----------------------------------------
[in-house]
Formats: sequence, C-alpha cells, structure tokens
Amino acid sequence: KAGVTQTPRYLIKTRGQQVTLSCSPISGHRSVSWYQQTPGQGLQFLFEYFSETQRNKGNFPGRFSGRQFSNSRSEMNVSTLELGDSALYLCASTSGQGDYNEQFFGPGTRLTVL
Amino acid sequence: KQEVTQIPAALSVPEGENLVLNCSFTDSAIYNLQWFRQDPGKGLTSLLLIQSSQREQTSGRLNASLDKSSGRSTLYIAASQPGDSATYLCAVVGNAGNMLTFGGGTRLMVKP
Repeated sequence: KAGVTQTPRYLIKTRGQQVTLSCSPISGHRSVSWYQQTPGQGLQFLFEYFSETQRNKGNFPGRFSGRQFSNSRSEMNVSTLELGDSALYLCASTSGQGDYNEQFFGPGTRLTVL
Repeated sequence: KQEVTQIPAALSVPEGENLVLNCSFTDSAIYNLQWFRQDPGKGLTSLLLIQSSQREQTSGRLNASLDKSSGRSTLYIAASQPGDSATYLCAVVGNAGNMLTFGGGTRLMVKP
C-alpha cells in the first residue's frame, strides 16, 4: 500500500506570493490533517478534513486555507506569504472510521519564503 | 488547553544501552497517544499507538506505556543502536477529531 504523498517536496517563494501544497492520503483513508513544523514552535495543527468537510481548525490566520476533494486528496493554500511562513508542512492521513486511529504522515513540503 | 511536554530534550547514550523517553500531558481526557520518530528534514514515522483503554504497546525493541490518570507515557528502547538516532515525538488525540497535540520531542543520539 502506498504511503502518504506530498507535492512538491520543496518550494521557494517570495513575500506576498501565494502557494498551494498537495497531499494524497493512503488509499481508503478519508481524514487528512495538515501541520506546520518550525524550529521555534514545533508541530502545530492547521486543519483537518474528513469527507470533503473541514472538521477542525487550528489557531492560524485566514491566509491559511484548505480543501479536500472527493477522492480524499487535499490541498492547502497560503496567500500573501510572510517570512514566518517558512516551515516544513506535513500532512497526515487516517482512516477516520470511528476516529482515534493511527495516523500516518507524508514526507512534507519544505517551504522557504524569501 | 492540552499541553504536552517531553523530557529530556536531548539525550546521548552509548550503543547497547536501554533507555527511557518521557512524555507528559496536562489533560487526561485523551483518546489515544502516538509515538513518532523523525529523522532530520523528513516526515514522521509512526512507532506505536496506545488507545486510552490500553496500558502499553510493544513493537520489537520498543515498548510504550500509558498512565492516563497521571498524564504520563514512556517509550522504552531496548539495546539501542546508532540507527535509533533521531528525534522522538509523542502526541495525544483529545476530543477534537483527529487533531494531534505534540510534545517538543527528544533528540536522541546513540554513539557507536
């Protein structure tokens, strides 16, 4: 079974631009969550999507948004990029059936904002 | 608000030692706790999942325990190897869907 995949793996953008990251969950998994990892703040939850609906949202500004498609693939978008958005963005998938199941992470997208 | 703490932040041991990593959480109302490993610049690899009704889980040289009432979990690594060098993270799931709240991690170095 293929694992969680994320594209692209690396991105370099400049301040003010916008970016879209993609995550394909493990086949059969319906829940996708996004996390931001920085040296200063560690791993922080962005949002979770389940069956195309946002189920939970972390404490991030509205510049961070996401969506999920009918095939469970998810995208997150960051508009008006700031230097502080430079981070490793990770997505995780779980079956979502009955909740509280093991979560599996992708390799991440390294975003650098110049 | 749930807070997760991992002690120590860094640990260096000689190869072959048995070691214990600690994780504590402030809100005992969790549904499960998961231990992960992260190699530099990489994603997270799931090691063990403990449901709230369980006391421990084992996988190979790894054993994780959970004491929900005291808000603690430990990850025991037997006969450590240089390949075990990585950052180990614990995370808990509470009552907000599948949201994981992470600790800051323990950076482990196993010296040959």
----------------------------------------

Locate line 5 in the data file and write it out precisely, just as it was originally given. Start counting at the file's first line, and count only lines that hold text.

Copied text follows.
Repeated sequence: KAGVTQTPRYLIKTRGQQVTLSCSPISGHRSVSWYQQTPGQGLQFLFEYFSETQRNKGNFPGRFSGRQFSNSRSEMNVSTLELGDSALYLCASTSGQGDYNEQFFGPGTRLTVL